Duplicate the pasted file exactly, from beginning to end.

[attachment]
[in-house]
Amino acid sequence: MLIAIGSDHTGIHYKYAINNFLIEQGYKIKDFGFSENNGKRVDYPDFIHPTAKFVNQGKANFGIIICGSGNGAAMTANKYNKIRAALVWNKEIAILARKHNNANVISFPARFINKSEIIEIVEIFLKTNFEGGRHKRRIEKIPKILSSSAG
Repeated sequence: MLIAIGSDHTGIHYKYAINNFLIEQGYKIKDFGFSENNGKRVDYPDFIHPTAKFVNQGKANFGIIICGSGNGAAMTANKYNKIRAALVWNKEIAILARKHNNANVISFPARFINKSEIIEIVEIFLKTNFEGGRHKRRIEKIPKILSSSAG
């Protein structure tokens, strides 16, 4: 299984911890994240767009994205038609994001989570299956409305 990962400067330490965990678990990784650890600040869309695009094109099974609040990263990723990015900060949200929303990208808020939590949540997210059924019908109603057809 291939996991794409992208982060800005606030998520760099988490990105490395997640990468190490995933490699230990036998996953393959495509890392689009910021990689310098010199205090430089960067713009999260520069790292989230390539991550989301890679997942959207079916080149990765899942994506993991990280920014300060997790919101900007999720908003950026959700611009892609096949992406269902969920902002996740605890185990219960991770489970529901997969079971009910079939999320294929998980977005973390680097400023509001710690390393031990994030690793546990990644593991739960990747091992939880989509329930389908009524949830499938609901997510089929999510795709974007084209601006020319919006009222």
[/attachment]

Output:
[in-house]
Amino acid sequence: MLIAIGSDHTGIHYKYAINNFLIEQGYKIKDFGFSENNGKRVDYPDFIHPTAKFVNQGKANFGIIICGSGNGAAMTANKYNKIRAALVWNKEIAILARKHNNANVISFPARFINKSEIIEIVEIFLKTNFEGGRHKRRIEKIPKILSSSAG
Repeated sequence: MLIAIGSDHTGIHYKYAINNFLIEQGYKIKDFGFSENNGKRVDYPDFIHPTAKFVNQGKANFGIIICGSGNGAAMTANKYNKIRAALVWNKEIAILARKHNNANVISFPARFINKSEIIEIVEIFLKTNFEGGRHKRRIEKIPKILSSSAG
């Protein structure tokens, strides 16, 4: 299984911890994240767009994205038609994001989570299956409305 990962400067330490965990678990990784650890600040869309695009094109099974609040990263990723990015900060949200929303990208808020939590949540997210059924019908109603057809 291939996991794409992208982060800005606030998520760099988490990105490395997640990468190490995933490699230990036998996953393959495509890392689009910021990689310098010199205090430089960067713009999260520069790292989230390539991550989301890679997942959207079916080149990765899942994506993991990280920014300060997790919101900007999720908003950026959700611009892609096949992406269902969920902002996740605890185990219960991770489970529901997969079971009910079939999320294929998980977005973390680097400023509001710690390393031990994030690793546990990644593991739960990747091992939880989509329930389908009524949830499938609901997510089929999510795709974007084209601006020319919006009222």